TREASURIES-Short-term bill rates lowest in a week
* Rates ease on Treasury bills due Oct/Nov
* Focus on efforts to open government, lift U.S. debt ceiling
NEW YORK, Oct 15 (Reuters) - Most U.S. Treasuries prices were narrowly lower on Tuesday while short-term bill rates were the lowest in a week as participants focused on efforts in Washington to re-open the government and raise the U.S. debt ceiling.
At the shortest part of the maturity curve, interest rates on U.S. Treasury bills eased amid hints of a possible agreement in Washington that would reopen the government after it was partially shut for the first time in 17 years.
Treasury rates on T-bill issues due in October to November fell to their lowest level in a week, although they remained at elevated levels compared with three weeks ago.
A month-long struggle in the U.S. Congress showed signs on Monday of giving way to a Senate deal to reopen closed federal agencies and avoid a damaging default on federal debt.
The one-month Treasury bills due on Nov. 7 are the most sensitive to efforts to raise the statutory $16.7 trillion borrowing limit, on track to be exhausted on Thursday.
Rates on those short-term bills rise when a settlement of the potential crises looks in doubt and ease on hints that a resolution is nearer at hand.
The T-bill issue due on Nov. 7 last traded at 0.203 percent, down 3.5 basis points from late on Friday.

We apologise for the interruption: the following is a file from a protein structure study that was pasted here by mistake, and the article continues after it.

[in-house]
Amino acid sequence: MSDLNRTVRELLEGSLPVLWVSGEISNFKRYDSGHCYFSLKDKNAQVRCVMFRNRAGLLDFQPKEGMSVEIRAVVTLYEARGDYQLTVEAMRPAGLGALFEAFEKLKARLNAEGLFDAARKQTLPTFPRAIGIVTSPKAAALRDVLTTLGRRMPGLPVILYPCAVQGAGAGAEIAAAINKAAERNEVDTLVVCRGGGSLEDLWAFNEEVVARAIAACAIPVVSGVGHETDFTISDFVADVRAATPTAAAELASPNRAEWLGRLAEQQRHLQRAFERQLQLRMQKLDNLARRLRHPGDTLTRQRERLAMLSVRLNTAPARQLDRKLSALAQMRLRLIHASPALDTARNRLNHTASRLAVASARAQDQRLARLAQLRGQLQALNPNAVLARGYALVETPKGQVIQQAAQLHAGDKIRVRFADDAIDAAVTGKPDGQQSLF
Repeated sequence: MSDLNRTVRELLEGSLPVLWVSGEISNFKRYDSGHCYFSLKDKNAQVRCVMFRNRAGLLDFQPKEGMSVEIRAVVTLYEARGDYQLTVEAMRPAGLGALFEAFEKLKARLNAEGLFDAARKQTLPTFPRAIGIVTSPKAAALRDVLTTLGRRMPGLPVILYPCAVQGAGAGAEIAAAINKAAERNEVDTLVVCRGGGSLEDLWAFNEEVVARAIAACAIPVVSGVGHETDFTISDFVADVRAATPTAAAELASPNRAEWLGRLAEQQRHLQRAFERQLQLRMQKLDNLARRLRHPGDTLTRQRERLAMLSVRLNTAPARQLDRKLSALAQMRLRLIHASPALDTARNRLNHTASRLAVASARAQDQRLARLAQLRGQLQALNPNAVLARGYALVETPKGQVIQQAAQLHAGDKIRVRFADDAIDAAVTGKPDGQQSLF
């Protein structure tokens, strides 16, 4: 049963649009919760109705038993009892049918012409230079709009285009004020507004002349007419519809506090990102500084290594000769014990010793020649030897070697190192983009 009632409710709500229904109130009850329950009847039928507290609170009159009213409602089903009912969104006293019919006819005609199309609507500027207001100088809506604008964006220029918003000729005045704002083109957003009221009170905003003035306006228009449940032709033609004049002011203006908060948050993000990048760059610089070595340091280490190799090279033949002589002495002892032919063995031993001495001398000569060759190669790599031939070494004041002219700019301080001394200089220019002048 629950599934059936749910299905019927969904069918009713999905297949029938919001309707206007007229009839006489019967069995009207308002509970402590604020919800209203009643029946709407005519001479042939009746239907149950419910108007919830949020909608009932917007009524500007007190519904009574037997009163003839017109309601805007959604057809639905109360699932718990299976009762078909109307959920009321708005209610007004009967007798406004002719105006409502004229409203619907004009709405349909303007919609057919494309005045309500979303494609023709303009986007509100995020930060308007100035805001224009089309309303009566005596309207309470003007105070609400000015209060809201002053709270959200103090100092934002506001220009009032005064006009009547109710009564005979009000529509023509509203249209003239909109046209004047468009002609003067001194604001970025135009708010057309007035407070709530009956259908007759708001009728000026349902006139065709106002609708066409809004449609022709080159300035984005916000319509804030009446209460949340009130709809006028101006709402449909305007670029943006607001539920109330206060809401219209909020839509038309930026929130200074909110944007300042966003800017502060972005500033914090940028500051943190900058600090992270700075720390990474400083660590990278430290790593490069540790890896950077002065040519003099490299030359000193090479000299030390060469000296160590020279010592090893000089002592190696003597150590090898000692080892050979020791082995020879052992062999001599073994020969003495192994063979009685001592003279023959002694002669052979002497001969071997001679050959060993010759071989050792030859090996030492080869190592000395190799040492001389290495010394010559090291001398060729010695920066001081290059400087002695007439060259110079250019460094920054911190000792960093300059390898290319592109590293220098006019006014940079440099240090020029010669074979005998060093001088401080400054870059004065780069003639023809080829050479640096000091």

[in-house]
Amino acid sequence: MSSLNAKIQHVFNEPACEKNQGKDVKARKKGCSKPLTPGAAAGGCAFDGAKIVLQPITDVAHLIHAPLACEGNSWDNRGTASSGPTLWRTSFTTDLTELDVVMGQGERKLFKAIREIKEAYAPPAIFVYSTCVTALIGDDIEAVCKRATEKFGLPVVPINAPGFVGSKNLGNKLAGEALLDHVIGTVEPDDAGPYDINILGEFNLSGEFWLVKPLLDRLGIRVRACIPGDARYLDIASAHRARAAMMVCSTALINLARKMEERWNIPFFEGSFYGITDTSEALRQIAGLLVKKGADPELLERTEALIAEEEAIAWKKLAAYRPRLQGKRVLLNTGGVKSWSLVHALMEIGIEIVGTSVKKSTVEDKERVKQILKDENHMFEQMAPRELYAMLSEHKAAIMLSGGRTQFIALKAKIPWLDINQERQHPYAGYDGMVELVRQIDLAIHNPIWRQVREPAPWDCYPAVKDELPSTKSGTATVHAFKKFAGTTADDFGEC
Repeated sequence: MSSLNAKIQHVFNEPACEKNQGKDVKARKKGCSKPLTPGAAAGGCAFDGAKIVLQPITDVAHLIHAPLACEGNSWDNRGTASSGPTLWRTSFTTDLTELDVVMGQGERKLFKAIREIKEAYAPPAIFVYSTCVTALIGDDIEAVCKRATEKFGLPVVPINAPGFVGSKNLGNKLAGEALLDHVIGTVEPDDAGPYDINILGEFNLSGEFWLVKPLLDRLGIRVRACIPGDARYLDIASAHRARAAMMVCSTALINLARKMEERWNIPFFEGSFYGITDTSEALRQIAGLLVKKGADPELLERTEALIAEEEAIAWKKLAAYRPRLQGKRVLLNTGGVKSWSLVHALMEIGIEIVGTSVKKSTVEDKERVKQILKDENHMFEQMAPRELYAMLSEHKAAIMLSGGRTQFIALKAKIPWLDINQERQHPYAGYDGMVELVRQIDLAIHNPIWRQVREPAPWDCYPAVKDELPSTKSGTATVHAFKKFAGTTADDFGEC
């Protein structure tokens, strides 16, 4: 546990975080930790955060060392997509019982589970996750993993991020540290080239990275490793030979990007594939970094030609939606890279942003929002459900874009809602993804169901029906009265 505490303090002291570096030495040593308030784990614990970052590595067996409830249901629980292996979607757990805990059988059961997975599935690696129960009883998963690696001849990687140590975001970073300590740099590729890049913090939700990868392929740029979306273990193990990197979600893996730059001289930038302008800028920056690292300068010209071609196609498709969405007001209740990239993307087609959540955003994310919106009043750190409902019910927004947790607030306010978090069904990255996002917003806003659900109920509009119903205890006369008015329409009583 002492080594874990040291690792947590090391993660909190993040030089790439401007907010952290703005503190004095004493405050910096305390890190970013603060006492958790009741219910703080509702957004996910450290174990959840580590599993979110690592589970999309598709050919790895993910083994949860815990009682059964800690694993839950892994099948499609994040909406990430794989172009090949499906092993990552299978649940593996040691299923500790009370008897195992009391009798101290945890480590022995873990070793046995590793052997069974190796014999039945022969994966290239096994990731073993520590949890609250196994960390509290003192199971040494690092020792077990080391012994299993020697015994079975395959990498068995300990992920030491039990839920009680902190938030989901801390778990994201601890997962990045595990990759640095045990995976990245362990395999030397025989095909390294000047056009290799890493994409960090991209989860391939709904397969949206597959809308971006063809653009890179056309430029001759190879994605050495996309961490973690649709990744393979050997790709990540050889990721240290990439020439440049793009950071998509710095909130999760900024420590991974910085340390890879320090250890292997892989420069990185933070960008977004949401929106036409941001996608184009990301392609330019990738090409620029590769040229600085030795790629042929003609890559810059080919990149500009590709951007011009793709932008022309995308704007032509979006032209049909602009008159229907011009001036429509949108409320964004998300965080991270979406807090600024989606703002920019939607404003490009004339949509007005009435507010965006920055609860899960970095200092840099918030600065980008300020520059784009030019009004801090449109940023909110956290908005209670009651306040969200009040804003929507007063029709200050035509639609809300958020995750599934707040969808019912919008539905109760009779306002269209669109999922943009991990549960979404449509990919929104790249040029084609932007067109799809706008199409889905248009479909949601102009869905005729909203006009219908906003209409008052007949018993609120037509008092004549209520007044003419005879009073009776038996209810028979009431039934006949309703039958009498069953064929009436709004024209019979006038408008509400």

Still, the overnight general collateral (GC) rate remained significantly elevated due to the debt ceiling crisis, said John Canavan, fixed-income analyst at Stone & McCarthy Research Associates in Princeton, New Jersey.
"It is currently around 0.25 percent, and was 0.27 percent last Thursday, which was the highest the early morning GC rate had been since April 12," he observed.
News that factory activity in New York State grew in October at its most anemic pace since May had no discernible impact.
The Empire State index "is an independently surveyed sentiment gauge, not constructed from components, and was probably impacted by early reactions to the Washington confrontation," said Pierre Ellis, senior economist at Decision Economics in New York.
The Fed will purchase Treasuries in the 4.75-year to 5.75-year sector of the curve this morning.
The market opened for the first session of the week after being closed on Monday for the Columbus Day holiday.
At the longer end of the yield curve, benchmark 10-year notes were last down 4/32, their yields rising to 2.70 percent from 2.695 percent late on Friday.